Syracuse Basketball Fans Say Some Goofy Things

Feb 20, 2016; Syracuse, NY, USA; A young Syracuse Orange fan cheers during the second half against the Pittsburgh Panthers at the Carrier Dome. The Panthers won 66-52. Mandatory Credit: Mark Konezny-USA TODAY Sports
Feb 20, 2016; Syracuse, NY, USA; A young Syracuse Orange fan cheers during the second half against the Pittsburgh Panthers at the Carrier Dome. The Panthers won 66-52. Mandatory Credit: Mark Konezny-USA TODAY Sports /

Let’s take a deeper look at some more examples of Syracuse basketball fandom gone stat-crazy.

As my colleague David Stone identified yesterday, the use of stats, in a bubble, by fans who have no general connection to Syracuse basketball, in order to provide infallible proof that their random thoughts as facts has become quite an amusing, and frequently irritating, aspect of sports fandom these days. Just check out the message boards and comments of articles written about your favorite sports teams. This may be a basketball focused piece, but I have to include a couple awesome football statements in my examples.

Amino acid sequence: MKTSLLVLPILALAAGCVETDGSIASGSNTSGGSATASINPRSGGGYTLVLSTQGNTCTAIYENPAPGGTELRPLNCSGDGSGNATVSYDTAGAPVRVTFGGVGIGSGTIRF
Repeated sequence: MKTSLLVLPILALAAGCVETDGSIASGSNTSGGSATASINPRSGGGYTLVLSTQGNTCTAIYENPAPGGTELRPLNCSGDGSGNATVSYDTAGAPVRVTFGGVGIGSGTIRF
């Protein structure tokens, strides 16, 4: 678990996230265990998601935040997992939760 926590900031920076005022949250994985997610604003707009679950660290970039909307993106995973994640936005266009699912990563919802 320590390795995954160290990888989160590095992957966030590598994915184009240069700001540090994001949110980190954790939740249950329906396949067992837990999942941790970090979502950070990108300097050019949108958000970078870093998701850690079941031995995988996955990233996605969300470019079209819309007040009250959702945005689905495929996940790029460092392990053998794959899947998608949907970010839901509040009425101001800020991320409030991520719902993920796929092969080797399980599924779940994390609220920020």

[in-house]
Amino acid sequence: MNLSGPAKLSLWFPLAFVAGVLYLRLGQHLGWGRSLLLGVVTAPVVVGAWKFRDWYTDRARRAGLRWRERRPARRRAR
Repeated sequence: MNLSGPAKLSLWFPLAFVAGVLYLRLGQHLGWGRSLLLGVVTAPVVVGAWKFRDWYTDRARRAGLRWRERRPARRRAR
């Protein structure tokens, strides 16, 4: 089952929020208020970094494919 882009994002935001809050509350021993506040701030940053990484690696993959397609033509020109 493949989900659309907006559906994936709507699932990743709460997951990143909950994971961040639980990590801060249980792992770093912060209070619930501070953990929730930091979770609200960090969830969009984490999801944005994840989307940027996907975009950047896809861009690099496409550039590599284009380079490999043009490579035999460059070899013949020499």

Here’s some non-stat-based examples I found while looking last night regarding our beloved Syracuse Orange:

“Syracuse needs to give up football or just drop down to division II.”

“Babers has already failed. What a terrible hire.”

“I can’t believe the NCAA didn’t ban Boeheim for life. He’s clearly been cheating his entire career. Syracuse sucks and would never have been good without SMU-level cheating.”

“Most people can’t even pronounce Gbinje’s name, so why would anyone claim to understand his game?”

And, my favorite:

“F the ‘cuse, they’re garbage!”